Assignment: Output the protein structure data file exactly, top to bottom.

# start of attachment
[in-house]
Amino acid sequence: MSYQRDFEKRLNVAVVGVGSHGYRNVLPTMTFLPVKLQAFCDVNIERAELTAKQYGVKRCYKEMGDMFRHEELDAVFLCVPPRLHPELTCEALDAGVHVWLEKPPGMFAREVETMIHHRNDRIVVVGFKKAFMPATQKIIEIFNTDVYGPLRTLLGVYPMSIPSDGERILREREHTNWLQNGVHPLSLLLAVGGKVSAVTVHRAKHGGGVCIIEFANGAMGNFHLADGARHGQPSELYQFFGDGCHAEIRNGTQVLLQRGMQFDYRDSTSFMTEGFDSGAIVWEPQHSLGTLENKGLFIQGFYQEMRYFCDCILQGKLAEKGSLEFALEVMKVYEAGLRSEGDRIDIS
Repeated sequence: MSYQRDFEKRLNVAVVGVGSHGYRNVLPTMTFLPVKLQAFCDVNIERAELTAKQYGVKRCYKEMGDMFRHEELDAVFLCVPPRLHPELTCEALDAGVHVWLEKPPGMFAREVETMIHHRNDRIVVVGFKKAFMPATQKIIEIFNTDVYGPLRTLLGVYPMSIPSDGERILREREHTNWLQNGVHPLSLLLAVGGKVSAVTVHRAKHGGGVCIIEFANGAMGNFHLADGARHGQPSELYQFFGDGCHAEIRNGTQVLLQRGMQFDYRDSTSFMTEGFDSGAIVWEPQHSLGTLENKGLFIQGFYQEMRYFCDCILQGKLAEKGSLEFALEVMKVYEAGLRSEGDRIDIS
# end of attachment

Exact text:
[in-house]
Amino acid sequence: MSYQRDFEKRLNVAVVGVGSHGYRNVLPTMTFLPVKLQAFCDVNIERAELTAKQYGVKRCYKEMGDMFRHEELDAVFLCVPPRLHPELTCEALDAGVHVWLEKPPGMFAREVETMIHHRNDRIVVVGFKKAFMPATQKIIEIFNTDVYGPLRTLLGVYPMSIPSDGERILREREHTNWLQNGVHPLSLLLAVGGKVSAVTVHRAKHGGGVCIIEFANGAMGNFHLADGARHGQPSELYQFFGDGCHAEIRNGTQVLLQRGMQFDYRDSTSFMTEGFDSGAIVWEPQHSLGTLENKGLFIQGFYQEMRYFCDCILQGKLAEKGSLEFALEVMKVYEAGLRSEGDRIDIS
Repeated sequence: MSYQRDFEKRLNVAVVGVGSHGYRNVLPTMTFLPVKLQAFCDVNIERAELTAKQYGVKRCYKEMGDMFRHEELDAVFLCVPPRLHPELTCEALDAGVHVWLEKPPGMFAREVETMIHHRNDRIVVVGFKKAFMPATQKIIEIFNTDVYGPLRTLLGVYPMSIPSDGERILREREHTNWLQNGVHPLSLLLAVGGKVSAVTVHRAKHGGGVCIIEFANGAMGNFHLADGARHGQPSELYQFFGDGCHAEIRNGTQVLLQRGMQFDYRDSTSFMTEGFDSGAIVWEPQHSLGTLENKGLFIQGFYQEMRYFCDCILQGKLAEKGSLEFALEVMKVYEAGLRSEGDRIDIS